OpenXR 1.1 Brings Extensions Like Foveated Rendering & More Into The Core Spec

The OpenXR 1.1 specification is now available.

OpenXR is the open industry standard API for native XR app development and runtimes. It’s managed by Khronos, the same non-profit industry consortium that manages OpenGL, Vulkan, and WebGL. The OpenXR working group includes all the major companies in the industry, including Meta, Pico, HTC, Valve, Varjo, and Unity – but notably not Apple.

The OpenXR 1.0 specification was finalized in 2019. Various companies and groups have added extra features on top of the core spec through OpenXR Extensions, and OpenXR 1.1 brings five of these extensions into the core specification to be supported by all devices:

Stereo with Foveated Rendering (promoted from Varjo’s XR_VARJO_quad_views) adds support for either eye-tracked or fixed foveated rendering “across multiple graphics rendering APIs”.Local Floor (promoted from XR_EXT_local_floor), adding a third LOCAL_FLOOR tracking coordinate space type in addition to the existing LOCAL and STAGE. LOCAL is also known as eye-level tracking, and means recentering affects all three axis. With STAGE, recentering does not apply because the center of the coordinate space is the center of the floor in your playspace. The new LOCAL_FLOOR is a middle ground, recentering the two horizontal axis while keeping the vertical aligned with your real floor.Grip Surface (promoted from XR_EXT_palm_pose), a pose that “allows applications to reliably render a virtual object held in the user’s hand, whether it is tracked directly or by a motion controller”.xrLocateSpaces (and its corresponding extension equivalent XR_KHR_locate_spaces), a “function to locate an array of spaces”.XrUuid (promoted from XR_EXT_uuid), a data type to hold a universally unique identifier.The three tracking coordinate space types in OpenXR as of version 1.1.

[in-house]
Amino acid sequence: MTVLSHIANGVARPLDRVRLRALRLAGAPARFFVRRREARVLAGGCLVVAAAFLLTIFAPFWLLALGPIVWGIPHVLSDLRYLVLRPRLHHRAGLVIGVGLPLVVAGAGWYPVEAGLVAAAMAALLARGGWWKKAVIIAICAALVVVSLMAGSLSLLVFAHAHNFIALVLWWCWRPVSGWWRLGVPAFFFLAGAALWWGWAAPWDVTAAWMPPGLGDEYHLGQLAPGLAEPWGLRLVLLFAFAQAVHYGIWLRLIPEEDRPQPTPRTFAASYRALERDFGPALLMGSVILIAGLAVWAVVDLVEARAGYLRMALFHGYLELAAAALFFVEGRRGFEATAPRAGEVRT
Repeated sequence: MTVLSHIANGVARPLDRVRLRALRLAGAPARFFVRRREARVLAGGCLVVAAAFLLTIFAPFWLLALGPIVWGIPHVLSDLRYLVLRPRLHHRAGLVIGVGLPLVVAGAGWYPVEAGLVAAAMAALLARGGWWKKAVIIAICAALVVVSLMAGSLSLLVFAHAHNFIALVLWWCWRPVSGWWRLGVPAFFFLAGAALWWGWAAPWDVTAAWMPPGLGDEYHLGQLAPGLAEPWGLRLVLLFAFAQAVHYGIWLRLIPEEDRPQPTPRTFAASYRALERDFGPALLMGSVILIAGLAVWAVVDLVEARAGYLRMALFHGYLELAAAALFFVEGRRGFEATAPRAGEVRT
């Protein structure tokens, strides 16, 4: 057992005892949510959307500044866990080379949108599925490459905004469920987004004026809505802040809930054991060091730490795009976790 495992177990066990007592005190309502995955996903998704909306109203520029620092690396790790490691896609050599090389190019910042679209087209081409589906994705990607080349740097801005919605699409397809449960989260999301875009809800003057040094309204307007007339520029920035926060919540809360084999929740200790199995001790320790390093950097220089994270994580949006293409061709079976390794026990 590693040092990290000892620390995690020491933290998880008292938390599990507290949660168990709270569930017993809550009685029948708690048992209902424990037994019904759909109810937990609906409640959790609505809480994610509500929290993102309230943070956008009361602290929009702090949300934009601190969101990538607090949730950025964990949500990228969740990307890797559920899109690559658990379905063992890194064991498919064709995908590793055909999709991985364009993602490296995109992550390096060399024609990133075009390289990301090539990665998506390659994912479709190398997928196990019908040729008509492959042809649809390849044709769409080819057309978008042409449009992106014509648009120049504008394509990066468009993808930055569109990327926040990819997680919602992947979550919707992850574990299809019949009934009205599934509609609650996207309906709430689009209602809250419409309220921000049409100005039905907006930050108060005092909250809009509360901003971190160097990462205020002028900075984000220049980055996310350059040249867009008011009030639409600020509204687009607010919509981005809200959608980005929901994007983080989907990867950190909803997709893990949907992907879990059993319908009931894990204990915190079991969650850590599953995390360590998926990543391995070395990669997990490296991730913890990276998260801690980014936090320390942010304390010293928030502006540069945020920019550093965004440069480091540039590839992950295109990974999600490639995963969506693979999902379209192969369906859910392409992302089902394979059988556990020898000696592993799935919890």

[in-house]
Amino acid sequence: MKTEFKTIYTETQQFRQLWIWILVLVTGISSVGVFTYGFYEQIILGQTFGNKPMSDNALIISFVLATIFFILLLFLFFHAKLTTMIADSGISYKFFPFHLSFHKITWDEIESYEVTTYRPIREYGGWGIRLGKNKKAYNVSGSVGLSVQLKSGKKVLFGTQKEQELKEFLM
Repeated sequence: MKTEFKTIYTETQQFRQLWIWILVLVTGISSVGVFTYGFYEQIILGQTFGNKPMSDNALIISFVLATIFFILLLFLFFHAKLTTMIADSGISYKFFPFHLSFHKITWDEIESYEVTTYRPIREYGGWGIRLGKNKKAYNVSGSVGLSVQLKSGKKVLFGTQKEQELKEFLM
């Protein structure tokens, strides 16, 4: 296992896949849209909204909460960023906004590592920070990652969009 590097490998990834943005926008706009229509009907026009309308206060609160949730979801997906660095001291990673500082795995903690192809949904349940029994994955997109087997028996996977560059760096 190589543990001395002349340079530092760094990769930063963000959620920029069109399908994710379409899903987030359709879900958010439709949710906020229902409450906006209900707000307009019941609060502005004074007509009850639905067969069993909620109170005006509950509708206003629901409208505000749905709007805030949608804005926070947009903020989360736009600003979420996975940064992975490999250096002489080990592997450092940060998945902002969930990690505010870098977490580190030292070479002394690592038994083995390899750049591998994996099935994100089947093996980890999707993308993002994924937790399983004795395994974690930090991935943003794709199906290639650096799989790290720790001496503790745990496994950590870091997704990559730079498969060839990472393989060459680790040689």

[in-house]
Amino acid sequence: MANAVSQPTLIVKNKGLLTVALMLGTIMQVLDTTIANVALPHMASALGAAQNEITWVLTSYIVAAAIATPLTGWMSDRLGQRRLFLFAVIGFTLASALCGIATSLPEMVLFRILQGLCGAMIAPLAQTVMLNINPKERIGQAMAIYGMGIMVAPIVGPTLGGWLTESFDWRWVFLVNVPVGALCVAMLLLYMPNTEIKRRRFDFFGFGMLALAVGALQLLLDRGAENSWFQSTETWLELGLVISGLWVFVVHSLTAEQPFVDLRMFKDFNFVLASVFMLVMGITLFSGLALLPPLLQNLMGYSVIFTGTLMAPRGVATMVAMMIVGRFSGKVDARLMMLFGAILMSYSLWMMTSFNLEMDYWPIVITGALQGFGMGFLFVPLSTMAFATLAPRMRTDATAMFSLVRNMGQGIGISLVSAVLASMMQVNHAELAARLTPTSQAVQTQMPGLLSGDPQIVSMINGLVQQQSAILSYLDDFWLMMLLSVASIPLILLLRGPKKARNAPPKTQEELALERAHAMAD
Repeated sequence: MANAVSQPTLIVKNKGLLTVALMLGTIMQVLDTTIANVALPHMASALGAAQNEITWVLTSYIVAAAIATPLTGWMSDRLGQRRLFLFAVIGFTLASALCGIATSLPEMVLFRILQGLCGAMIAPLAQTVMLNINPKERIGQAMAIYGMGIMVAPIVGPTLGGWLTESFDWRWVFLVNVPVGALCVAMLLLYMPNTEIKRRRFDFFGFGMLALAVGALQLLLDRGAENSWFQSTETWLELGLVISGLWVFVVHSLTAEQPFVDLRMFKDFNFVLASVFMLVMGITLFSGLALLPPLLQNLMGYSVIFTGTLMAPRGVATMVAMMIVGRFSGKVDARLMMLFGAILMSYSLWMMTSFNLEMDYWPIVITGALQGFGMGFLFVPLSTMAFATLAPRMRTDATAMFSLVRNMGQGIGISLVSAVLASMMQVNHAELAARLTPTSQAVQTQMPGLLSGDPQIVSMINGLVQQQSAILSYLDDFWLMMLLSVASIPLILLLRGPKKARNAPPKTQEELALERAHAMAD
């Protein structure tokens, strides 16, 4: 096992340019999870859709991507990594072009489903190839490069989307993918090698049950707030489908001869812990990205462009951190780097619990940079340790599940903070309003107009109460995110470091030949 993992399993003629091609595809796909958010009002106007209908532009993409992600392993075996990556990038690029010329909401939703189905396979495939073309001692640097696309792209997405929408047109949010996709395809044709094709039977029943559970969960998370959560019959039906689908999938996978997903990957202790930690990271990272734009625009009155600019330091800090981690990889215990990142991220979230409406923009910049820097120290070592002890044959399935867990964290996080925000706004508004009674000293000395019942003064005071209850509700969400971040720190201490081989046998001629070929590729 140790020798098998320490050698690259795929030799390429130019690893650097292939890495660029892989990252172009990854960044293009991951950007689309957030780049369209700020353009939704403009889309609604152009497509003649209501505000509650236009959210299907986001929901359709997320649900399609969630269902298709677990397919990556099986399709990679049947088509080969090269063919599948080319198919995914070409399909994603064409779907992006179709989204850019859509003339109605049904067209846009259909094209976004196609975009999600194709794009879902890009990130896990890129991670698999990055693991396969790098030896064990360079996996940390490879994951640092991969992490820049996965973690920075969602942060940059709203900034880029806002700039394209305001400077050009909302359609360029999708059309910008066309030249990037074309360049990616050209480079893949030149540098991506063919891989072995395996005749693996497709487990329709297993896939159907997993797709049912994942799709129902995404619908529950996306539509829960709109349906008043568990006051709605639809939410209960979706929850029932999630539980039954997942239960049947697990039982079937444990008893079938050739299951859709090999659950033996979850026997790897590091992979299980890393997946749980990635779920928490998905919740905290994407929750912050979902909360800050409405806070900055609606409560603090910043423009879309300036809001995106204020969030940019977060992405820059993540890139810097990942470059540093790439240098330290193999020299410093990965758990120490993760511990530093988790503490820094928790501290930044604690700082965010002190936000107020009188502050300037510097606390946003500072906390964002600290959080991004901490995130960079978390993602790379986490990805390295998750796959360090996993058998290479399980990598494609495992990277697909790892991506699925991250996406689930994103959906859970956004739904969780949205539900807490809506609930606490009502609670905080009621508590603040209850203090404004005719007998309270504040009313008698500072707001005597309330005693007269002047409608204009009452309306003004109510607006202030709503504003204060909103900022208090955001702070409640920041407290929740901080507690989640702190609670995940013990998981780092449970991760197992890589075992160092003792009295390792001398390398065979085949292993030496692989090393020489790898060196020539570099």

Khronos says OpenXR 1.1 also delivers “new features and clarifications”, including 13 new interaction profiles, identifiers for thumb resting surfaces, styluses, trigger curl, and trigger slide, proximity detection for controller elements, and localized haptics in the index trigger and under the thumb.

Further, OpenXR 1.1 adds new error codes for insufficient permissions and dependencies not enabled, to help developers with app debugging.

Major companies including Meta, Pico, HTC, Valve, Varjo, and Unity have reiterated their support for OpenXR and expressed their intention to support OpenXR 1.1 – though again, notably not Apple. Apple Vision Pro does not support OpenXR, using its open proprietary ARKit and RealityKit APIs.